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Taking Submissions: Untitled Gothic Short Story Anthology

March 11, 2018 - March 12, 2018

Deadline: March 11th, 2018
Payment: $25 and a contributor’s copy

FunDead Publications is now seeking traditional literary gothic stories with a non-traditional spin. We are looking to re-awaken a sleeping genre by putting a new spin on an old style. This anthology, (title TBA), is slated for release in late spring/early summer of 2018. Please read the guidelines and requests below for the best results, they are here to help YOU! Yes, there’s a lot of info there, but we want you to succeed, so utilize the guidelines and content requests.


Submit by midnight, March 11, 2018 

Word Count: 6,000-15,000 words (Yes, that’s a lot for us, so use them wisely!)

Payment: Accepted submissions will be awarded payment in the way of $25 upon printing, paid via PayPal, along with a print copy of the anthology. Previous calls have been limited to $10 per story, so this is the highest payment we have been able to offer thus far! Accepted authors will also be promoted via social media and beyond (we post daily, often, and spotlight our writers regularly).

Format: Format should be in standard manuscript format and submitted as .doc or .docx. We expect the proper information to be stated at the top of the first page (name, title, word count, author’s info, etc.). Unfortunately, we cannot accept reprints at this time. Please include a brief cover letter introducing yourself along with your submission, this may be pasted into the e-mail, or attached as its own file. Please let us know if this is a simultaneous submission.

Response Time: Please be aware that it may be AFTER THE CLOSE of the submissions call (in March) before you receive a response from FunDead Publications, we often wait until after the close date to send acceptance e-mails to ensure we select the best content for our readers. Our submission load is often fluctuating, but we read and respond as quickly as we can. If you are impatient, you might consider waiting until the close date to submit your piece so the wait for a response is shorter!

Diversity Statement: We at FunDead Publications believe diversity is what makes fiction wonderful and unique and we welcome submissions from writers of every race, religion, nationality, gender, non-gender, and sexual orientation.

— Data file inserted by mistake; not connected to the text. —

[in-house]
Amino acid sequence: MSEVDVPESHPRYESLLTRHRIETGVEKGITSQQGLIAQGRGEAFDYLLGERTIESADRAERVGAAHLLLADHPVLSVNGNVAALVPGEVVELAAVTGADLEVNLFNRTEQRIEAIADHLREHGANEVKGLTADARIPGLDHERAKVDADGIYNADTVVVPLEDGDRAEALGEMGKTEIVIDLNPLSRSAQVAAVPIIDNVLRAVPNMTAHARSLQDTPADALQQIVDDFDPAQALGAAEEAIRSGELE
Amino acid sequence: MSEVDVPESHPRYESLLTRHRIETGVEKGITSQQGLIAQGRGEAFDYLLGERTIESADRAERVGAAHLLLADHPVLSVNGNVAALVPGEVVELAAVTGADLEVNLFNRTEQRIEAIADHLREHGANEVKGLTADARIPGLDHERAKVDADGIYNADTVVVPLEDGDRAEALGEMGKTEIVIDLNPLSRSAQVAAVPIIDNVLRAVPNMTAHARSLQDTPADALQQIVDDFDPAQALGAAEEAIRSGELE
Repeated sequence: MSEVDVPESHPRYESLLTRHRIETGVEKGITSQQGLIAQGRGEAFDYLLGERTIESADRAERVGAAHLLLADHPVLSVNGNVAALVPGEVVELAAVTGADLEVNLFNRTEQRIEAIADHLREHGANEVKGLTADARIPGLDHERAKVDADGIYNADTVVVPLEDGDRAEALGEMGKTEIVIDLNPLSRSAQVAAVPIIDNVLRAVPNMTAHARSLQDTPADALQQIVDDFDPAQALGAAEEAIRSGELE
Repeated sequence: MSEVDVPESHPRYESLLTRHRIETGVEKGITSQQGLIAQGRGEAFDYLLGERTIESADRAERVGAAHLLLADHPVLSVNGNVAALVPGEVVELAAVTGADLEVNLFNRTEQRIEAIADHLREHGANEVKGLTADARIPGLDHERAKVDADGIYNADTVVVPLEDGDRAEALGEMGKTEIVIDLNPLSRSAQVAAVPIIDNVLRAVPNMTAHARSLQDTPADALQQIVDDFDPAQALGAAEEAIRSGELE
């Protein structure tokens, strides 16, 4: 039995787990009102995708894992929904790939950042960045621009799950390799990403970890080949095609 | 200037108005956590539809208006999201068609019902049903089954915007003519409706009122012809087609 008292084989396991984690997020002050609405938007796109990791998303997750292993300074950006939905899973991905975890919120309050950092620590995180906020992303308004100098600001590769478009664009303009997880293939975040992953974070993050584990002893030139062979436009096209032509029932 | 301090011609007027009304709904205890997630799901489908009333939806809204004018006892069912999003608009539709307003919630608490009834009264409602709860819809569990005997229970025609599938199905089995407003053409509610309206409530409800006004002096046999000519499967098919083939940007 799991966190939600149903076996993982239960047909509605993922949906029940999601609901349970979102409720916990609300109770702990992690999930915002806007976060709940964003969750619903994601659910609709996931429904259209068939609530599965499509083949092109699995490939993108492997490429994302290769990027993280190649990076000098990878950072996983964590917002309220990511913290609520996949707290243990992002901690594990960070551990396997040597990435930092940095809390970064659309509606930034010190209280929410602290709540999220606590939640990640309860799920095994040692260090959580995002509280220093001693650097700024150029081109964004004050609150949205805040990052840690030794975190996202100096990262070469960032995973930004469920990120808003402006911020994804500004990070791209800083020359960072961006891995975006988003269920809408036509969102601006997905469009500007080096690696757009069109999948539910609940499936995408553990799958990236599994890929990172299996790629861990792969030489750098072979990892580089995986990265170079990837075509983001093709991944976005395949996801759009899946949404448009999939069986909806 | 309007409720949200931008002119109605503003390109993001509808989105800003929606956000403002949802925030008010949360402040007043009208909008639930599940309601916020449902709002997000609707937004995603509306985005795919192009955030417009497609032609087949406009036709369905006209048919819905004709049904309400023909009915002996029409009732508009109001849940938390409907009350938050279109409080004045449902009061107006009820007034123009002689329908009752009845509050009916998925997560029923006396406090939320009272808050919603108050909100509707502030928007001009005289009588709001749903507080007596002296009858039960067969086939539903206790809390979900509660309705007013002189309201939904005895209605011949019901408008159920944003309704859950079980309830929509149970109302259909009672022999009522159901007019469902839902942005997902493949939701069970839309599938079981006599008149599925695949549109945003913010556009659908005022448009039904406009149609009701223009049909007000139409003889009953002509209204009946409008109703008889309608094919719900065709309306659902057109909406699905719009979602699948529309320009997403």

johnny_automatic_small_Alsatian_towerWhat is traditional gothic? Some excellent

reading material for research would include:

Anything by Edgar Allen Poe, Ann Radcliffe, or Daphne du Maurier, Jane Eyre by Charlotte Brontë, Northanger Abbey by Jane Austen, The House of the Seven Gables by Nathaniel Hawthorne, etc. Some more modern pieces would include Shirley Jackson’s We Have Always Lived in the Castle or The Haunting of Hill House, anything by Phyllis A. Whitney or Victoria Holt.
Traditional elements we’d like to see might include: ghost stories, spiritualism, big old houses, cemeteries, dark forests, horror elements that may be solved or have a scientific explanation, psychological horrors, horror meets elegance. Stories do not need to include all of the above. Southern Gothic styles are also welcome, as long as the story still includes traditional gothic elements.What is the non-traditional spin? The main thing we’d like to see is non-traditional main characters. For example: A lesbian couple buys a large Victorian home and moves in to discover there is a mystery revolving around the death of the previous owner, who died in the parlor of the house. Again, doesn’t need to be this angle, we’re really just looking for a traditional style of gothic with characters you wouldn’t normally see in the main character roles. People of color, people with disabilities, people coming from different backgrounds or nationalities, and/or LGBTQ+ characters in the main roles are highly encouraged. It is up to you how to make them non-traditional to gothic stories. In traditional gothic tales, the main characters are usually straight, white young cis women or straight, white brooding cis men. You can still use these character elements, but special consideration will be given to characters that fall outside ‘the usual’ for what we see in older gothic tales/novels/etc.